My husband and I teach a 3rd-5th grade Sunday School class at our church. Along with the lesson, we try to play a game to reinforce what we have taught. We have found that playing a game to review the lesson helps everyone, especially those children who have trouble concentrating while they are sitting still. It is also a good ice breaker, because it brings together children who only see each other once or twice a week, and gives them something fun they can do together.
One game we play with our class is called Four in a Row. To make this game, you will need: a beanbag or two 3-4 inch squares of fabric, beans or other filler material, needle and thread. You will also need masking tape, 8 black circles of construction paper approximately 3 inches across, 8 red circles of construction paper approximately 3 inches across, and laminating or contact paper to cover the circles. Before you play the game, you will need to make out a list of questions that go along with the lesson you are teaching. Throw in a few review questions from previous lessons, to keep material you have already studied, fresh in the minds of your students.
Make your beanbag, and laminate your construction paper circles. In your classroom, use your masking tape to make a 4×4 grid on the floor, as close as possible to the back wall of the classroom, and away from anything that could be broken by a flying beanbag. I used the tiles on our classroom floor as a guide when I made ours. Five feet in front of your grid, put a line of masking tape to be used as a guide for where students should stand when it is their turn to toss the beanbag.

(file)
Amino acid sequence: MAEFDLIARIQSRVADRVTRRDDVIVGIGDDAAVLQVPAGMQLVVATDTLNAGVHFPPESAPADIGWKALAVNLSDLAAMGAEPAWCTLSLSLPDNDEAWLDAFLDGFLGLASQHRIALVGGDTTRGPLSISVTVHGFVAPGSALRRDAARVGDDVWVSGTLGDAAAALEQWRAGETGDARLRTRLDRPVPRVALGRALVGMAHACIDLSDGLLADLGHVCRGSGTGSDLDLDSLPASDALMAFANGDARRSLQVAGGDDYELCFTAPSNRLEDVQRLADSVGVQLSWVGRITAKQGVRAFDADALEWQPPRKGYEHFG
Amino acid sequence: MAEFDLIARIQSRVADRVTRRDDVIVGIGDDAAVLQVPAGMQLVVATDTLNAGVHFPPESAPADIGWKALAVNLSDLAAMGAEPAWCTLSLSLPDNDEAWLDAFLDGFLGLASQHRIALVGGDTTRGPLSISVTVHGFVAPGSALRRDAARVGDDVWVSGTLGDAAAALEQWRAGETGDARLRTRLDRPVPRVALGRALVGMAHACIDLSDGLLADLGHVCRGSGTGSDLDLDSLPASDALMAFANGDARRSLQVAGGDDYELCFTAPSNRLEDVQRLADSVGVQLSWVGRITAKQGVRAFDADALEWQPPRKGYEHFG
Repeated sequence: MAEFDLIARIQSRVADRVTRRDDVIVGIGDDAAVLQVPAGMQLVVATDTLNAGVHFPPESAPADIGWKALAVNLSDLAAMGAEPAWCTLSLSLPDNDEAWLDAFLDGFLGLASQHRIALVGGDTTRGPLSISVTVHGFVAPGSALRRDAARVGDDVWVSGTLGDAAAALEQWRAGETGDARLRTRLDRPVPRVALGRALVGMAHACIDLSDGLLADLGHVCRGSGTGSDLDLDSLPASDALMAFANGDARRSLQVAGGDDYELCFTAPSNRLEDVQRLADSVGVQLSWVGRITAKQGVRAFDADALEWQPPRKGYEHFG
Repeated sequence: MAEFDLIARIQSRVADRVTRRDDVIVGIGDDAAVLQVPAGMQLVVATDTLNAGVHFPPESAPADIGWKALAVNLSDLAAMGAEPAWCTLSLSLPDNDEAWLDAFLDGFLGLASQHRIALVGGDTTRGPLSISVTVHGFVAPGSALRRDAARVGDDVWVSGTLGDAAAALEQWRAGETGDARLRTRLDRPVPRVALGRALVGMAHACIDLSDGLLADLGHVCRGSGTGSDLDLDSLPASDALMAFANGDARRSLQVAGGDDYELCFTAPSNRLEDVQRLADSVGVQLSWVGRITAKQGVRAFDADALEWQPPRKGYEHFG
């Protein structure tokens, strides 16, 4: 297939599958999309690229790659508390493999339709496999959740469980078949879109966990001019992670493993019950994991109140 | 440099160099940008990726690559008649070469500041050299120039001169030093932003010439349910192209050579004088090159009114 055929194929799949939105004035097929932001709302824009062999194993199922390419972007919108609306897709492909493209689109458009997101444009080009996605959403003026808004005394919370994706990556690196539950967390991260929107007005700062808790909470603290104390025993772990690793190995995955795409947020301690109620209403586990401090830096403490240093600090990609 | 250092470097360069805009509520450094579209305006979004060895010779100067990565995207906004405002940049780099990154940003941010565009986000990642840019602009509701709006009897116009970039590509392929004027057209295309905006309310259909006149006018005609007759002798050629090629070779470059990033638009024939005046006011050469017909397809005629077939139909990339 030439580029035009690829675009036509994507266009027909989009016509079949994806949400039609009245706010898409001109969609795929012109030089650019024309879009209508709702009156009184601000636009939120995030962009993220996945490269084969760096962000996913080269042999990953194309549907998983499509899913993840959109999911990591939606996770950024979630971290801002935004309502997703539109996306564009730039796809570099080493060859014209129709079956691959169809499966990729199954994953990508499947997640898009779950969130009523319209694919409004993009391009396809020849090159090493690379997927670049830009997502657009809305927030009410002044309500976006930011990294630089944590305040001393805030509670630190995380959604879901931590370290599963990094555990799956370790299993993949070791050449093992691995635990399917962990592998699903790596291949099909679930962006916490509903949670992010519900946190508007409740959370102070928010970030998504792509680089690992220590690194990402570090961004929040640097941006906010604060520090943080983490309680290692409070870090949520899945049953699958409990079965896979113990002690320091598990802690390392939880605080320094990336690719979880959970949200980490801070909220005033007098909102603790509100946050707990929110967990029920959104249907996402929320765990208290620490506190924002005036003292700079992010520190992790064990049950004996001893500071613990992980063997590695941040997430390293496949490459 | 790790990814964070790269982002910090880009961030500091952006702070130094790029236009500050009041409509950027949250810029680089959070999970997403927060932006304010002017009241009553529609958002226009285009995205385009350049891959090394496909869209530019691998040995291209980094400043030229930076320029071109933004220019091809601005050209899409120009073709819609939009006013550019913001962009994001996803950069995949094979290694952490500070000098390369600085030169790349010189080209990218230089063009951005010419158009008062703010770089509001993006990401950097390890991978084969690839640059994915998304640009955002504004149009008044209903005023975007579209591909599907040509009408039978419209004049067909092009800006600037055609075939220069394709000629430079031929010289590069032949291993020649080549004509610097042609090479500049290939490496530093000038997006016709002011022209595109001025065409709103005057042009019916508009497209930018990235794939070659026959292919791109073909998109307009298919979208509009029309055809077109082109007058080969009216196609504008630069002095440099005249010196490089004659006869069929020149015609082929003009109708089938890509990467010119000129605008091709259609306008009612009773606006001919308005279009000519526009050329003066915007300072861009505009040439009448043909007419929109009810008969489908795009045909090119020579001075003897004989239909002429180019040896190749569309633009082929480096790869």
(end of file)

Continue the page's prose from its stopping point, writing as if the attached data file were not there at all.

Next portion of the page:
Divide the class up into a red team and a black team. Give each team eight laminated circles that match their team color. Put the teams in order so that each student gets a chance to toss the bean bag at least once, and so that each student knows when it will be his or her turn to toss.
Decide which team should go first. That team steps up to the line, and player one tosses the beanbag into a square in the grid. If it misses, allow them try until they hit a square. Then they get a question. This question should be quietly discussed between team members until they decide together on a correct answer. No one should shout out an answer until they have come to an agreement. If their answer is correct, they get to replace the beanbag with one of their circles. It is now time for team two to toss.
Play goes back and forth until one team has gotten a row of four circles of their color. You can decide what to do for your class if a team gets an incorrect answer. You could just tell them the correct answer, and allow the next team to take their turn. Or you could allow team two to attempt to answer the question. If they answer correctly, they can place one of their circles in the spot where the beanbag hit, and move on to take their turn to try for a second spot on the grid. It depends upon your preference.
The important thing is that you make it fun for your students. Games like this bring out the competitive spirit in some of the kids. There is always a lot of excitement and noise, and that is a good thing. However, never allow it to turn into negative teasing. Keep your attitude upbeat and encouraging, and in most cases, your students will follow.